The bankruptcy of the city of Detroit reignited interest in a story from 2012 about the Detroit Water Department employing a horseshoer thanks to a union contract — despite the department having no horses. That was the No. 1 story viewed on the Michigan Capitol Confidential website in 2013.

Among our Top 10 stories viewed by readers online, coverage included a commentary article about why Michigan should cut subsidies for higher education, two stories about state teacher compensation and an article about educators from across Michigan suing the MEA and their local unions to protect right-to-work rights.

In the past year, Michigan Capitol Confidential stories have been featured on virtually every major news source in Michigan while appearing nationally in the Wall Street Journal, Fox News, the Huffington Post, Instapundit, National Review, Reason, Carpe Diem, Hot Air and many other websites, TV stations and radio programs.

Below are the Top 10 items for views between Jan. 1 and Dec. 31.

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  1. No Horses, But Detroit Water Department Employs 'Horseshoer'
  2. Five Reasons The Government Shouldn't Subsidize Higher Education
  3. Huffington Post Gets Charter Study Wrong
  4. Michigan Teachers Rank No. 2 For Salary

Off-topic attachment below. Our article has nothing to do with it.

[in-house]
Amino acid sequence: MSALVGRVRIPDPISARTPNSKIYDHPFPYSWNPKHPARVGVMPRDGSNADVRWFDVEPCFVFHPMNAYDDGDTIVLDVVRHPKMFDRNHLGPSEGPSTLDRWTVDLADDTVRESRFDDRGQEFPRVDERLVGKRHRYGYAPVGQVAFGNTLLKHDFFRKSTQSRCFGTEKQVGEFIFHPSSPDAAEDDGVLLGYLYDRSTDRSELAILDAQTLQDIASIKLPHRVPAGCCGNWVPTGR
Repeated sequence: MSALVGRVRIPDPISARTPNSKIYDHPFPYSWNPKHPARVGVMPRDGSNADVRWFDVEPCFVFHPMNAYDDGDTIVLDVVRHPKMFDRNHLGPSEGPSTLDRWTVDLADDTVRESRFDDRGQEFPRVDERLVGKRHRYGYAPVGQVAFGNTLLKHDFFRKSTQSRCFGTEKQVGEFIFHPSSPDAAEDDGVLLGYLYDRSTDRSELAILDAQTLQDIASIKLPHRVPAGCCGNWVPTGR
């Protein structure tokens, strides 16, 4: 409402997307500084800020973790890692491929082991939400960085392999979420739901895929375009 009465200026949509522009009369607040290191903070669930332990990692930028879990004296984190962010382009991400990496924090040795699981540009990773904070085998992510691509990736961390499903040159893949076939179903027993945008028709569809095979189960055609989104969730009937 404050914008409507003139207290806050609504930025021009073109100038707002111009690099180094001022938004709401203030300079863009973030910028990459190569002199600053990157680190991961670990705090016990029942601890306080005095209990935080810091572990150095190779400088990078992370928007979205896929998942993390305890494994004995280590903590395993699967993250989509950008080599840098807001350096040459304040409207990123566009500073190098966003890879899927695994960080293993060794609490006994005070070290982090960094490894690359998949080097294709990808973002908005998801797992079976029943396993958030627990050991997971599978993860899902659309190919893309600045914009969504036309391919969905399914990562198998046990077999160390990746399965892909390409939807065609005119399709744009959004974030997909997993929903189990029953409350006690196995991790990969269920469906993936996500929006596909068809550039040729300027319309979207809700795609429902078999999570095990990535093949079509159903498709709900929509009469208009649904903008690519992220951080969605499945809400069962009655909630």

5. Bill Would Prohibit Asset Forfeiture In Michigan Without Criminal Conviction
  6. Charter School Superintendent Makes Over $339K a Year
  7. Minimum Wage Increase: A Serious Effort or Just Rhetoric?
  8. Average Michigan Teacher Salaries Climb
  9. Teachers Sue MEA To Escape Union
  10. MSU English Professor Threatens Students In Anti-Republican Rant

Related Articles:

Wayne County 'Jail Fail' Site Moves Closer To Subsidized Redevelopment

Michigan's Top Cop Could Lose $161,903 In Double Dipping Benefits If Ousted

Kentucky Becomes Nation’s 27th Right-to-Work State

More Than 18,000 in Michigan Voted Without a Photo ID This Election

What You Read Last Year: Our Top Stories of 2015

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There aren’t many policies that get near unanimous support from economists, but free trade is one of them. Despite this, a central theme of the 2016 presidential campaign, heard from both political parties, was that free trade was somehow harmful to the United States and corrective action was needed. Mark Perry, an economics professor at the University of Michigan-Flint and scholar with the American Enterprise Institute, makes the case for why President Trump’s assessment of free trade is misguided.

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